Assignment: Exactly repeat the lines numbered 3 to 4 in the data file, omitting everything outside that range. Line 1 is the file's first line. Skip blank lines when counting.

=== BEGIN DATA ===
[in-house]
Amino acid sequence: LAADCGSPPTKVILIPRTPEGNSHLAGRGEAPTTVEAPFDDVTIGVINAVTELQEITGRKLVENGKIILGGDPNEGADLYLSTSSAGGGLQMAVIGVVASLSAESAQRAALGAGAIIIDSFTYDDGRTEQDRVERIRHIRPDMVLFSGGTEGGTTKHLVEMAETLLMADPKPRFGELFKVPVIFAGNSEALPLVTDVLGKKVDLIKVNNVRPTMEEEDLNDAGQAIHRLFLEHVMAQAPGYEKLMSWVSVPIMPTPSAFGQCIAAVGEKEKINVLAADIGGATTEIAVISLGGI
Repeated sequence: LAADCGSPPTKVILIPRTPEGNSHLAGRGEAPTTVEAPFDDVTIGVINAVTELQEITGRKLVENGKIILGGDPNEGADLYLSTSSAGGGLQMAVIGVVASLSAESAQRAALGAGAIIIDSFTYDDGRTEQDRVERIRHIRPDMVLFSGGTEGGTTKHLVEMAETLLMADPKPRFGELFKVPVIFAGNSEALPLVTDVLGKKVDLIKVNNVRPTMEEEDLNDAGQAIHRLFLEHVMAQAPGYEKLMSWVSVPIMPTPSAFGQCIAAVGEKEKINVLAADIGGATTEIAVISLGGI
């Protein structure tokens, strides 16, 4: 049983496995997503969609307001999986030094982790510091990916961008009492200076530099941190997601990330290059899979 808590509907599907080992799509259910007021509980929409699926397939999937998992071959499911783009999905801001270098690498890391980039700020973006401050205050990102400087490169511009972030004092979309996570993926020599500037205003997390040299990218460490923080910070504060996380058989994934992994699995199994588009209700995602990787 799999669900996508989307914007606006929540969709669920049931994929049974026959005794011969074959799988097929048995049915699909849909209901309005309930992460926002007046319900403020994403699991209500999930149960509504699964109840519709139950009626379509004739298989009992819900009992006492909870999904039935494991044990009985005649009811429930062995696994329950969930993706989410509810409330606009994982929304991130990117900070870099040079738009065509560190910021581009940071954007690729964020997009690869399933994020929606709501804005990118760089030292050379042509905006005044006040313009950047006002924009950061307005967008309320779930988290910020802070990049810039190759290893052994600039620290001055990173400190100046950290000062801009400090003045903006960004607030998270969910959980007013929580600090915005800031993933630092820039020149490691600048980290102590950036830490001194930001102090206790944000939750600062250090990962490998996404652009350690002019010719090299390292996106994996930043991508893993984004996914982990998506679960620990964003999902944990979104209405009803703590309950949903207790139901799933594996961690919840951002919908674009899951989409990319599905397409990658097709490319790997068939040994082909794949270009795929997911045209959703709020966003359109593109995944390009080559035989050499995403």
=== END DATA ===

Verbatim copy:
Repeated sequence: LAADCGSPPTKVILIPRTPEGNSHLAGRGEAPTTVEAPFDDVTIGVINAVTELQEITGRKLVENGKIILGGDPNEGADLYLSTSSAGGGLQMAVIGVVASLSAESAQRAALGAGAIIIDSFTYDDGRTEQDRVERIRHIRPDMVLFSGGTEGGTTKHLVEMAETLLMADPKPRFGELFKVPVIFAGNSEALPLVTDVLGKKVDLIKVNNVRPTMEEEDLNDAGQAIHRLFLEHVMAQAPGYEKLMSWVSVPIMPTPSAFGQCIAAVGEKEKINVLAADIGGATTEIAVISLGGI
């Protein structure tokens, strides 16, 4: 049983496995997503969609307001999986030094982790510091990916961008009492200076530099941190997601990330290059899979 808590509907599907080992799509259910007021509980929409699926397939999937998992071959499911783009999905801001270098690498890391980039700020973006401050205050990102400087490169511009972030004092979309996570993926020599500037205003997390040299990218460490923080910070504060996380058989994934992994699995199994588009209700995602990787 799999669900996508989307914007606006929540969709669920049931994929049974026959005794011969074959799988097929048995049915699909849909209901309005309930992460926002007046319900403020994403699991209500999930149960509504699964109840519709139950009626379509004739298989009992819900009992006492909870999904039935494991044990009985005649009811429930062995696994329950969930993706989410509810409330606009994982929304991130990117900070870099040079738009065509560190910021581009940071954007690729964020997009690869399933994020929606709501804005990118760089030292050379042509905006005044006040313009950047006002924009950061307005967008309320779930988290910020802070990049810039190759290893052994600039620290001055990173400190100046950290000062801009400090003045903006960004607030998270969910959980007013929580600090915005800031993933630092820039020149490691600048980290102590950036830490001194930001102090206790944000939750600062250090990962490998996404652009350690002019010719090299390292996106994996930043991508893993984004996914982990998506679960620990964003999902944990979104209405009803703590309950949903207790139901799933594996961690919840951002919908674009899951989409990319599905397409990658097709490319790997068939040994082909794949270009795929997911045209959703709020966003359109593109995944390009080559035989050499995403």